The story does begin on the shallow side of the cliché pool – the main hero’s dad has been missing for years, he’s bullied by the local kids, his main love interest has a pendant she found in the attic, said pendant seems to have some magical effects – but once all of that is said and pushed out of the way (thankfully within the first 30 minutes or so of the game), the story begins to take a life of its own. That’s not to say it isn’t faced with clichés throughout, but at least they are handled well for the most part.

It’s clear that the developer has a love of what originally made Square a great gaming company, as you see (and hear) traces of Final Fantasy, Xenogears, and Chrono Trigger throughout the entire game. However, the developer is competent enough to make his game stand on its own without having to rely heavily on these past examples, and his careful attention to the story as well as his writing mechanics pays off.

While it’s a great story, and one of the main reasons for playing this game, it’s not without some flaws. The first is that the love interest between the main characters (note, this is definitely not a spoiler, since it’s pretty much implied right from the beginning of the game) tends to get dragged on. I recognize the developer wanted to build his characters as much as he could, but at some point I wanted to shout: “Shut up and kiss her already!”

The other minor fault I had was the ending felt a bit ambiguous in that it left some things open (possibly for a sequel that never came). The developer’s corner provides far more insight into the background of our characters and sheds some light on some things not entirely disclosed in the main story, and the developer was clear he wanted some things left open to the player’s interpretation; however, unless the player is willing to complete every side quest to unlock this area (which can only be done right before the end of the game), some players may be left confused with certain parts.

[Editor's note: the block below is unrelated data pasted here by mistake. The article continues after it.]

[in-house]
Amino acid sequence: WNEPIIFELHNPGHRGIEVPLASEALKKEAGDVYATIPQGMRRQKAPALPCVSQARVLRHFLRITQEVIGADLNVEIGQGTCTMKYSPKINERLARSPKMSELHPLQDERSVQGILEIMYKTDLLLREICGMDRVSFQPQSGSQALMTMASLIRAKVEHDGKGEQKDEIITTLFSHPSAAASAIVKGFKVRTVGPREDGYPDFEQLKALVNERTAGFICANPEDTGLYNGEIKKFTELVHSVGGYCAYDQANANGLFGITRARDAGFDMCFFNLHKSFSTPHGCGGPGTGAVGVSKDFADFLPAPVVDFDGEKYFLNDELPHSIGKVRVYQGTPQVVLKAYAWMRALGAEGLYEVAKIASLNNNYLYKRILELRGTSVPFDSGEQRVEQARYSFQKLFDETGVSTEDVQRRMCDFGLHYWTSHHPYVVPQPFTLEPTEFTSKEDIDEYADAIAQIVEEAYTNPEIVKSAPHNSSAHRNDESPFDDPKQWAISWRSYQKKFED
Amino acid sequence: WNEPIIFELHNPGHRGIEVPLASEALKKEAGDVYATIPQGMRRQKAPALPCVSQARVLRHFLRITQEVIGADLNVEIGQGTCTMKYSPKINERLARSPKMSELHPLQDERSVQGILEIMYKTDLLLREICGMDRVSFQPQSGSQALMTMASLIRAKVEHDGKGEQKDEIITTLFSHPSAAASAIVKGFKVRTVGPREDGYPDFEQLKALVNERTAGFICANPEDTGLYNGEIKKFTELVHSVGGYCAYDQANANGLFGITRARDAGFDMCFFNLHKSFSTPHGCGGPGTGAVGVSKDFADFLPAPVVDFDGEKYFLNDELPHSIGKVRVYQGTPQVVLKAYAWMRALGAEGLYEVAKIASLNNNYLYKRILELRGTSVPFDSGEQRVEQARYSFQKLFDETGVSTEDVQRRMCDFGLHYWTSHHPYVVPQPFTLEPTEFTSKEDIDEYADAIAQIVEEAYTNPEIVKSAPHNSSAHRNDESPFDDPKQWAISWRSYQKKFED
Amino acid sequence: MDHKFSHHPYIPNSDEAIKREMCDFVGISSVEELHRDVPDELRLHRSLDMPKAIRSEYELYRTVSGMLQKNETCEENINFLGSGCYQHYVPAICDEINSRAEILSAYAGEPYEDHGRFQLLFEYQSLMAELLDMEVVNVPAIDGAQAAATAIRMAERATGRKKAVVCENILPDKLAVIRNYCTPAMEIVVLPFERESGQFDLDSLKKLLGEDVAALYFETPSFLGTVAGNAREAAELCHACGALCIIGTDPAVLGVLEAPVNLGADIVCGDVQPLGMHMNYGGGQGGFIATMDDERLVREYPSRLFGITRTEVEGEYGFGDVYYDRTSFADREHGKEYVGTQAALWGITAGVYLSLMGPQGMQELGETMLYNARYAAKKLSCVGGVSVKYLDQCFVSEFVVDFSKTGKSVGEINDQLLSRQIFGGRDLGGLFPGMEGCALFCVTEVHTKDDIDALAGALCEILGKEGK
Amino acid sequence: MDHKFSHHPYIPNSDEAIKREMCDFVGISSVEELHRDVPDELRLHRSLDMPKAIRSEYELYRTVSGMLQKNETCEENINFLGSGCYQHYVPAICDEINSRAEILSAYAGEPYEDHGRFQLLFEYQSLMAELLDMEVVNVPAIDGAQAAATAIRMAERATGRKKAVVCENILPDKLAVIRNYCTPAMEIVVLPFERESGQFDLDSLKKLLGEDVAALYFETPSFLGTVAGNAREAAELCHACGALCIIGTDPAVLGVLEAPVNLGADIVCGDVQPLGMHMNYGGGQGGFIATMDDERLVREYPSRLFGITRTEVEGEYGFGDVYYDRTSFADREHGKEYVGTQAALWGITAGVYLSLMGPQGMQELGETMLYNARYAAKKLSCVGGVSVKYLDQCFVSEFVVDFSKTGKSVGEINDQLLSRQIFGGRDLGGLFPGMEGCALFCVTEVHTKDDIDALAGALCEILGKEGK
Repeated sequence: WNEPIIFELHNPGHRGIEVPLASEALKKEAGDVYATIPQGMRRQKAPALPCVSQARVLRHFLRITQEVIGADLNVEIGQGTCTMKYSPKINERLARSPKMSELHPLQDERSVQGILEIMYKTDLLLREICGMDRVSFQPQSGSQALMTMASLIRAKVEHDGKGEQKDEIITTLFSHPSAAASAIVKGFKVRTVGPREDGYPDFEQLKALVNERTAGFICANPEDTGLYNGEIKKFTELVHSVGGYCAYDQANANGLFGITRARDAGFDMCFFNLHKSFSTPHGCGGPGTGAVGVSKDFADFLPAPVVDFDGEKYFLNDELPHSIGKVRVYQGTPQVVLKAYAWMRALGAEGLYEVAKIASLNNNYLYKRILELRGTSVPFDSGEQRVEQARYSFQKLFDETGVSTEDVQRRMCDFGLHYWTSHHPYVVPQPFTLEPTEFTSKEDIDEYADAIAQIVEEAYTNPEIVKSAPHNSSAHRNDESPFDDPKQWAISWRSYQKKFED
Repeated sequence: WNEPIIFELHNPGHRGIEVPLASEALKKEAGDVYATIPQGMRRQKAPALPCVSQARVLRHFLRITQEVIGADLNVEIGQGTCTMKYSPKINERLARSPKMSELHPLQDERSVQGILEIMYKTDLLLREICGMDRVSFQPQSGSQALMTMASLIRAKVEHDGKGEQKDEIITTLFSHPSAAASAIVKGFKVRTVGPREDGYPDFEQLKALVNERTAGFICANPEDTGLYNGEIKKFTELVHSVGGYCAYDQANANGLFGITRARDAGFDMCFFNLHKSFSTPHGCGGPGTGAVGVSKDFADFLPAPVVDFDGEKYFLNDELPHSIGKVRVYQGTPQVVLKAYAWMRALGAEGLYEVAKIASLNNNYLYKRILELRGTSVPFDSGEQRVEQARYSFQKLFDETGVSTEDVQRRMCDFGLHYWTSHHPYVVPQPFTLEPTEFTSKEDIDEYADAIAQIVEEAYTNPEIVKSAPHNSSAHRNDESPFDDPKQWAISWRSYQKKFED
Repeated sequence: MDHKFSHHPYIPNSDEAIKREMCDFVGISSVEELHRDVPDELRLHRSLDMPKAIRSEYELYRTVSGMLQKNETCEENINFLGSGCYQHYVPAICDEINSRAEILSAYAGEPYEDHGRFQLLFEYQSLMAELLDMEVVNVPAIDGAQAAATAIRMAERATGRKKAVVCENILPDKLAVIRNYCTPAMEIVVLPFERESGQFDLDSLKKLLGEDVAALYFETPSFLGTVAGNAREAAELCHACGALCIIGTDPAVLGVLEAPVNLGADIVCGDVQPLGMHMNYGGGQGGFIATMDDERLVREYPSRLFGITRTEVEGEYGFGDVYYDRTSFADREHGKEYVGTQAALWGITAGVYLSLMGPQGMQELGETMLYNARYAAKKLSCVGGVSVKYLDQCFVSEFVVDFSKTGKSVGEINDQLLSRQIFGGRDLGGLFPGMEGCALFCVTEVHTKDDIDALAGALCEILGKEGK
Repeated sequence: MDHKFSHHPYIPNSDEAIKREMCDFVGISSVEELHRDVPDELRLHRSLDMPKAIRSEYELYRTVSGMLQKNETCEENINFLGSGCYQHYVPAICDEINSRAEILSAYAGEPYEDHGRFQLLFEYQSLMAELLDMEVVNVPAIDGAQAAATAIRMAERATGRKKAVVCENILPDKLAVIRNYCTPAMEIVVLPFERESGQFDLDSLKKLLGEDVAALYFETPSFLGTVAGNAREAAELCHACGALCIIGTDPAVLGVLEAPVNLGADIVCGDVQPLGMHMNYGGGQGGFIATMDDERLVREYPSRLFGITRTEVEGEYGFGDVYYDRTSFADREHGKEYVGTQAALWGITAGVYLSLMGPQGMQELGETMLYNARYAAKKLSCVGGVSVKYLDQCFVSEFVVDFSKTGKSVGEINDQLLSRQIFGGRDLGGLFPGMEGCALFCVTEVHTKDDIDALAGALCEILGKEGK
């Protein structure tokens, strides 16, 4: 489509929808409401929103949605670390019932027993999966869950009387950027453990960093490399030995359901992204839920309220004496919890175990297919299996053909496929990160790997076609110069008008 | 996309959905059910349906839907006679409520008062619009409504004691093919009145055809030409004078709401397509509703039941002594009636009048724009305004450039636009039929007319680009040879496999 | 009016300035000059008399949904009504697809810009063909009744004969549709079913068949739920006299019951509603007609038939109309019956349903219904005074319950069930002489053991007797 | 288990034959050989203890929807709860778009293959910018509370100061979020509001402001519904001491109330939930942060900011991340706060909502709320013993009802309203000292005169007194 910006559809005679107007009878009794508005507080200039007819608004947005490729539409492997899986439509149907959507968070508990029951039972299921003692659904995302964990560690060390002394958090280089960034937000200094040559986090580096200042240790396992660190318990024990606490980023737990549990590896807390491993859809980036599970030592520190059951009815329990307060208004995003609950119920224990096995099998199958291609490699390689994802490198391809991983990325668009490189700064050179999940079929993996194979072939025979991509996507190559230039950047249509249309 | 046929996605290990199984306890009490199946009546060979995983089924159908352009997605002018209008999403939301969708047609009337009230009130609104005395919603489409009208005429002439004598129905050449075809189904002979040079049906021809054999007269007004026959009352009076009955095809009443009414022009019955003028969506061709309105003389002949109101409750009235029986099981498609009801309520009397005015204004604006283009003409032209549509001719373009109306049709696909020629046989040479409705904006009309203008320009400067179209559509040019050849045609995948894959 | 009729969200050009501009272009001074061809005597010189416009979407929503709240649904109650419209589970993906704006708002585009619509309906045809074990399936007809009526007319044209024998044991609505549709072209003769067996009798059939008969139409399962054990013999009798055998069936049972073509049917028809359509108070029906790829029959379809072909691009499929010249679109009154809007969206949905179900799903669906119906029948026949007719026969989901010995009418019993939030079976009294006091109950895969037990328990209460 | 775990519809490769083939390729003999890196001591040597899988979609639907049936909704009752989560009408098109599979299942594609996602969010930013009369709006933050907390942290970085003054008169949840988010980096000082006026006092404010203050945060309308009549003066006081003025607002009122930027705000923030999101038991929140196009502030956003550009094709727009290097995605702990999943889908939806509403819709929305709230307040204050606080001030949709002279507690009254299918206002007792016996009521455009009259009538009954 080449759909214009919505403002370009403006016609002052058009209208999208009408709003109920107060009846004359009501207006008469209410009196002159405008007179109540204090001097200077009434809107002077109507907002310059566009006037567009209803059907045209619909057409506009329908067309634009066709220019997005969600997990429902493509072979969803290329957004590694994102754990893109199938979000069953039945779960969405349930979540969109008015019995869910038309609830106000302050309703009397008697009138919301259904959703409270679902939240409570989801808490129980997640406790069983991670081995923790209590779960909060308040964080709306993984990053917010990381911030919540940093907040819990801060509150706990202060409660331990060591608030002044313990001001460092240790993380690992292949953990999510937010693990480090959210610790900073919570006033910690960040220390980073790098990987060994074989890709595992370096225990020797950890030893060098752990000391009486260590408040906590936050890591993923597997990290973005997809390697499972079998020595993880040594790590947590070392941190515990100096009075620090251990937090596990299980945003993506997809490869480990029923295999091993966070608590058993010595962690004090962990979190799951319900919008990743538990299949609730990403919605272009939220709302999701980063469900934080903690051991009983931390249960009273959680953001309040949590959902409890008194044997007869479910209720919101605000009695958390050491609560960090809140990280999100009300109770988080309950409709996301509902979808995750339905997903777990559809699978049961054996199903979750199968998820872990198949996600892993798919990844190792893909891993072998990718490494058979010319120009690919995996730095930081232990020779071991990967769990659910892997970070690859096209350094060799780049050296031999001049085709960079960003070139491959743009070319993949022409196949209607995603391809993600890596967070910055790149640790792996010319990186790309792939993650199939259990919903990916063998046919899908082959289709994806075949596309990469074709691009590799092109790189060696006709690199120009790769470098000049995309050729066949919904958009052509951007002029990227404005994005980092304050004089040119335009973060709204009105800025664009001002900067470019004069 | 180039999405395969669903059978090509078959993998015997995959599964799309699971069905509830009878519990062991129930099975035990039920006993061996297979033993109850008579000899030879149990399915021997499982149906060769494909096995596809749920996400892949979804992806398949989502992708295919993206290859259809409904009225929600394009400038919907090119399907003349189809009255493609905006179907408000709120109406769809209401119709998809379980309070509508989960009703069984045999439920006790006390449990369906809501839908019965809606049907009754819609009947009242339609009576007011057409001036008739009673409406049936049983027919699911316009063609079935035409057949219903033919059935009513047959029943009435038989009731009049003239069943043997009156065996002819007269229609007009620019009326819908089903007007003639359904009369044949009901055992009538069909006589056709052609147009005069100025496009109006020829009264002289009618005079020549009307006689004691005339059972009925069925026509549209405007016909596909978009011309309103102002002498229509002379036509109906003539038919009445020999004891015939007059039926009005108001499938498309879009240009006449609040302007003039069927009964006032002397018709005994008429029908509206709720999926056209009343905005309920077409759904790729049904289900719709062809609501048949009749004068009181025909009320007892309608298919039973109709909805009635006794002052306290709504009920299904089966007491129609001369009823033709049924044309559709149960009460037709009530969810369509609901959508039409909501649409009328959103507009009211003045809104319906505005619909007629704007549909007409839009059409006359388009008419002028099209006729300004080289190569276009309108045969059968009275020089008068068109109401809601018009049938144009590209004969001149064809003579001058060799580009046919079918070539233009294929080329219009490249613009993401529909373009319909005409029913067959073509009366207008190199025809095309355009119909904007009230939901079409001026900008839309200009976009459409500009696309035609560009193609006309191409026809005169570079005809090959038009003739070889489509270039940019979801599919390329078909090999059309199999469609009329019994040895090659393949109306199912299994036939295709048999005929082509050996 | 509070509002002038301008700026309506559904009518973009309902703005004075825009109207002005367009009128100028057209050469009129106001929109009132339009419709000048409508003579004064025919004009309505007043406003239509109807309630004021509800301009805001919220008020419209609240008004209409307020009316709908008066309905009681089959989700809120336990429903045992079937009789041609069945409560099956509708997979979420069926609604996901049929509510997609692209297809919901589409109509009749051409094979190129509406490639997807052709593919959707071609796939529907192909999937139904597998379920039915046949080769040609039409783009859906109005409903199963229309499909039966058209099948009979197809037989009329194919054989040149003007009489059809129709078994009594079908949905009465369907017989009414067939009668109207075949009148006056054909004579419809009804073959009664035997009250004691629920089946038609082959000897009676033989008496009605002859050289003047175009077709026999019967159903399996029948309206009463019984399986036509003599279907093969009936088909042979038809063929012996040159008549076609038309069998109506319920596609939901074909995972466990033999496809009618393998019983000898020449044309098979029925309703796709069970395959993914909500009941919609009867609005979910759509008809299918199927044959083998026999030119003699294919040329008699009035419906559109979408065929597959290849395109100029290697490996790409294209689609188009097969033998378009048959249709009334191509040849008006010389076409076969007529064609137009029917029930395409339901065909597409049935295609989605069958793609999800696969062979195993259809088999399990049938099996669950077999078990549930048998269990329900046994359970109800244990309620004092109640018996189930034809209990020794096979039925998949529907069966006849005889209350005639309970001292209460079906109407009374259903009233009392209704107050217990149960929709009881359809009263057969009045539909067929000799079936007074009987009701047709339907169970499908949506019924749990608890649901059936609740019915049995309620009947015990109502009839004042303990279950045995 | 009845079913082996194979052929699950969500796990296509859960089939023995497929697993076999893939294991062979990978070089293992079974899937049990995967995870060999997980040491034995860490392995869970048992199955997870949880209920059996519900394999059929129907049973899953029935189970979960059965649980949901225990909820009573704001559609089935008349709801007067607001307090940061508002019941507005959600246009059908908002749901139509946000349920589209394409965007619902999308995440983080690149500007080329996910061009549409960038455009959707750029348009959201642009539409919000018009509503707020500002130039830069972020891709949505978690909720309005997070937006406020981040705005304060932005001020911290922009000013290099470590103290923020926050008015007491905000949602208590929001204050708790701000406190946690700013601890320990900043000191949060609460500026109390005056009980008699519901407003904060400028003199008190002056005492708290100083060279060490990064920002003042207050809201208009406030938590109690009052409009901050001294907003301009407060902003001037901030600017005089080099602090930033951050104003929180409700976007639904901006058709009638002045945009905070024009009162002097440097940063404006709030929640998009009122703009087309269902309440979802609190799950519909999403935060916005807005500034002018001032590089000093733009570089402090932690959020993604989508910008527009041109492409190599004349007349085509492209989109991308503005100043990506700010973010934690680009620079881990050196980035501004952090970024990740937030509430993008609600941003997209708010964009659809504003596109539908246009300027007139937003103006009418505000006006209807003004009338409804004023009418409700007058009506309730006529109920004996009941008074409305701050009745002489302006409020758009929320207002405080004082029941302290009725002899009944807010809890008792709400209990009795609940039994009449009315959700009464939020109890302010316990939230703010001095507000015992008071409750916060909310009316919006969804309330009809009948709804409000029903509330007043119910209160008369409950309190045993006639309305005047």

My rating for Story is 4/5. Compared to other games, it’s a very well written story. It does endure some minor flaws, but nothing major.

It’s nothing we haven’t seen before in several other games. The game is primarily RTP, with music pulled from known games and sources, although some music comes from other composers as well (such as Kevin MacLeod). In spite of this, the audio is used well throughout the game, and helps set the mood for its compelling story.

The graphics, on the other hand, fall flat in what it’s trying to accomplish. On the one side, the developer has shown some promise with his own skills with the portraits he created. On the other side, he’s not very confident with his mapping abilities, and it shows.

An example of a boring map.

And a couple of maps that are less boring.

I’ve no problem with the use of the RTP, as long as the RTP is used well. And it’s not like it’s all dreadfully bad, either. Some areas of mapping seemed more improved than others, but the end result is that it really begins to wear thin, especially when you combine boring empty maps with equally boring game play.

My rating for Atmosphere is 2.5/5. There are hints of the developer’s talents throughout the game, but either he’s not confident enough or competent enough to make them stand out. Some extra practice could really help in this area.

The game suffers most in its visuals and lack of game play. If you’re looking for something that will give you hours of fun, with strategically developed battles and puzzles, and a wide variety of quests, you won’t find it here. If you want something fun and casual, without having to invest too much time, and you’re focus is more on the story, then you should give this one a try.

Final verdict is 2.83/5. It's only made slightly better due to a well thought out story.